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Lapsset Chairman Ibui Whose Firm Won Sh185M Tender With Kemsa Admits Process Was Irregular But Still Took It

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One thing that has become apparent in the appearances by directors of firms that one scandalous Kemsa tenders is the procurement process was majorly flawed. We’ve been treated to telemundo stories how a mysterious passerby walked into the Kemsa offices and won multi million tender to supply COVID-19 equipment.

A company that deals in cereals supplied medical equipment worth Sh167 million to Kenya Medical Supplies Authority (Kemsa).

Appearing before the Senate Health committee yesterday, senior managers of Briema Grains Stores Ltd were hard-pressed to explain the firm’s engagement with Kemsa, having not had prior pre-qualification of tenders before the Covid-19 pandemic.

The shadowy company jumped from cereals to pharmaceuticals in a flash and mysteriously landed a lucrative deal with Kemsa to supply 200,000 KN95 masks at a cost of Sh700 each and 6,000 surgical masks (3-ply) pieces at a cost of Sh4,500

From all the ridiculous stories, it had also became apparent that the lucrative were largely lobbied, influenced and awarded to politicians and those in high connections either directly or through proxies.

While appearing before the committee, Lapsset chairman Titus Ibui and a senior member of the Mt Kenya Foundation (that has been fundraising for jubilee campaigns in the last two elections) and whose firm Bell Industries won a Sh185M tender to supply Kemsa with PPE at a negotiated price of Sh8,500 per pair and thermal guns at the same price, shamelessly admitted the process was flawed but still went ahead with it.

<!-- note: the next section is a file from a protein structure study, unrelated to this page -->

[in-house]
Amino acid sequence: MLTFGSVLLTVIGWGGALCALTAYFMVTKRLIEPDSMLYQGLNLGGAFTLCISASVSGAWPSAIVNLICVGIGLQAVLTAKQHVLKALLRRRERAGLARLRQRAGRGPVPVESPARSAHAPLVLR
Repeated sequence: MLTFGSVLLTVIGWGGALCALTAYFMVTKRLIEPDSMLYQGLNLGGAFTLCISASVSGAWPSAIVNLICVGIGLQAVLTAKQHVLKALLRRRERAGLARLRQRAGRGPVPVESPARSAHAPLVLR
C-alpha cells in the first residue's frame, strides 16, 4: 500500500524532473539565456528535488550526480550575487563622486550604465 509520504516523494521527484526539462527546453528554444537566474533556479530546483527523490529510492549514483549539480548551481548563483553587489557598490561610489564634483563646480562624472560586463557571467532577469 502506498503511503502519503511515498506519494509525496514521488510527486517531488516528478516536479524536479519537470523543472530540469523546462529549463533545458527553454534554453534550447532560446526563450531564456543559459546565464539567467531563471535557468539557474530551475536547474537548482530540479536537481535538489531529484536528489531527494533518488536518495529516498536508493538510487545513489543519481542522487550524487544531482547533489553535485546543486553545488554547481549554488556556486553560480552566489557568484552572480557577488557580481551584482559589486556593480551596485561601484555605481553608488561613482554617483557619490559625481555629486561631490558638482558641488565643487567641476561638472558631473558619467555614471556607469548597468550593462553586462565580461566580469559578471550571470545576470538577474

Ibui told the committee that he has been doing business with Kemsa since 2015 and realized the 2020 procurement didn’t follow the standard procedure.

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“I knew that the procedure was being done against the law. But it is not for the supplier to follow the law. That was the duty of Kemsa,” he said.

Shouldn’t his admission to playing part in an illegal process involving public funds be read a plead of guilt since it didn’t subject the process to openness and accountability. He intentionally played part in a criminal act by going through the illegal procurement process. Also as a chairman of a parastatal doesn’t it create a conflict of interest indulging in doing business with the government?

If the committee’s appearances are anything to go by then it would be a sabotage for justice if the open flawed lines are left untouched and cartels allowed to walk out free to scheme for the next catch.


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